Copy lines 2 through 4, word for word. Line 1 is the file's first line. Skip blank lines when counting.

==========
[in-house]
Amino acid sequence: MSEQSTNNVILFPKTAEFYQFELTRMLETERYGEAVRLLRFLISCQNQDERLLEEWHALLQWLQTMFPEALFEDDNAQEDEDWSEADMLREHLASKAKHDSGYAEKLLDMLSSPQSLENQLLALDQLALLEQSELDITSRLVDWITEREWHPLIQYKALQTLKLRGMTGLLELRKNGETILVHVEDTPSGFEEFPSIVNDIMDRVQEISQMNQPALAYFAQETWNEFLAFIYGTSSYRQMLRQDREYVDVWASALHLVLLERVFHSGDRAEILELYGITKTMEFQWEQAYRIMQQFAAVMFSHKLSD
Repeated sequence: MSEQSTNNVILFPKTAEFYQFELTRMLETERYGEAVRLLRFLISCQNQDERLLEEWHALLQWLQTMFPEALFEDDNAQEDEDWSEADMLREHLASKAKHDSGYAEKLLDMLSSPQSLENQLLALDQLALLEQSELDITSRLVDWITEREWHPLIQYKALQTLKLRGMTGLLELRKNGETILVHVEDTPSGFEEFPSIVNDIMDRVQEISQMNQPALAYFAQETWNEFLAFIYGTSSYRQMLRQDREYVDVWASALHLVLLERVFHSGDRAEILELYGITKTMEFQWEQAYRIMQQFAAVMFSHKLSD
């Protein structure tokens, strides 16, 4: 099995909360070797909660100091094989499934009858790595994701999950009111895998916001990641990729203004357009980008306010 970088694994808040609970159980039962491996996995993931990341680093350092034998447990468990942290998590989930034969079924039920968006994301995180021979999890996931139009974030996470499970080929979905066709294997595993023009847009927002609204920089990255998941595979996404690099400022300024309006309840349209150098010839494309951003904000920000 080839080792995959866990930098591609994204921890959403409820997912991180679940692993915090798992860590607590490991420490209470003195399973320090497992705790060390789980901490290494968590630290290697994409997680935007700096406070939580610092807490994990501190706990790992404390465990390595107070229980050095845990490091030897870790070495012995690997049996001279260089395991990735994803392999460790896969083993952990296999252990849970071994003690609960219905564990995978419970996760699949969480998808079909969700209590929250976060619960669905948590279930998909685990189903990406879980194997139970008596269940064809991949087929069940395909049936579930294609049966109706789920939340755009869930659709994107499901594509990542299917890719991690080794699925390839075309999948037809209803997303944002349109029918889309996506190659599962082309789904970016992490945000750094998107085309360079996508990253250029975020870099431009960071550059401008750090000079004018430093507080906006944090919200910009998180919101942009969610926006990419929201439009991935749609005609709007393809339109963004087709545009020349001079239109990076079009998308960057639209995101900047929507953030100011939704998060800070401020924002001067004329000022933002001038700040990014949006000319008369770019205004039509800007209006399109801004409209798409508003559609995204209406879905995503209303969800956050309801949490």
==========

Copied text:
Amino acid sequence: MSEQSTNNVILFPKTAEFYQFELTRMLETERYGEAVRLLRFLISCQNQDERLLEEWHALLQWLQTMFPEALFEDDNAQEDEDWSEADMLREHLASKAKHDSGYAEKLLDMLSSPQSLENQLLALDQLALLEQSELDITSRLVDWITEREWHPLIQYKALQTLKLRGMTGLLELRKNGETILVHVEDTPSGFEEFPSIVNDIMDRVQEISQMNQPALAYFAQETWNEFLAFIYGTSSYRQMLRQDREYVDVWASALHLVLLERVFHSGDRAEILELYGITKTMEFQWEQAYRIMQQFAAVMFSHKLSD
Repeated sequence: MSEQSTNNVILFPKTAEFYQFELTRMLETERYGEAVRLLRFLISCQNQDERLLEEWHALLQWLQTMFPEALFEDDNAQEDEDWSEADMLREHLASKAKHDSGYAEKLLDMLSSPQSLENQLLALDQLALLEQSELDITSRLVDWITEREWHPLIQYKALQTLKLRGMTGLLELRKNGETILVHVEDTPSGFEEFPSIVNDIMDRVQEISQMNQPALAYFAQETWNEFLAFIYGTSSYRQMLRQDREYVDVWASALHLVLLERVFHSGDRAEILELYGITKTMEFQWEQAYRIMQQFAAVMFSHKLSD
């Protein structure tokens, strides 16, 4: 099995909360070797909660100091094989499934009858790595994701999950009111895998916001990641990729203004357009980008306010 970088694994808040609970159980039962491996996995993931990341680093350092034998447990468990942290998590989930034969079924039920968006994301995180021979999890996931139009974030996470499970080929979905066709294997595993023009847009927002609204920089990255998941595979996404690099400022300024309006309840349209150098010839494309951003904000920000 080839080792995959866990930098591609994204921890959403409820997912991180679940692993915090798992860590607590490991420490209470003195399973320090497992705790060390789980901490290494968590630290290697994409997680935007700096406070939580610092807490994990501190706990790992404390465990390595107070229980050095845990490091030897870790070495012995690997049996001279260089395991990735994803392999460790896969083993952990296999252990849970071994003690609960219905564990995978419970996760699949969480998808079909969700209590929250976060619960669905948590279930998909685990189903990406879980194997139970008596269940064809991949087929069940395909049936579930294609049966109706789920939340755009869930659709994107499901594509990542299917890719991690080794699925390839075309999948037809209803997303944002349109029918889309996506190659599962082309789904970016992490945000750094998107085309360079996508990253250029975020870099431009960071550059401008750090000079004018430093507080906006944090919200910009998180919101942009969610926006990419929201439009991935749609005609709007393809339109963004087709545009020349001079239109990076079009998308960057639209995101900047929507953030100011939704998060800070401020924002001067004329000022933002001038700040990014949006000319008369770019205004039509800007209006399109801004409209798409508003559609995204209406879905995503209303969800956050309801949490």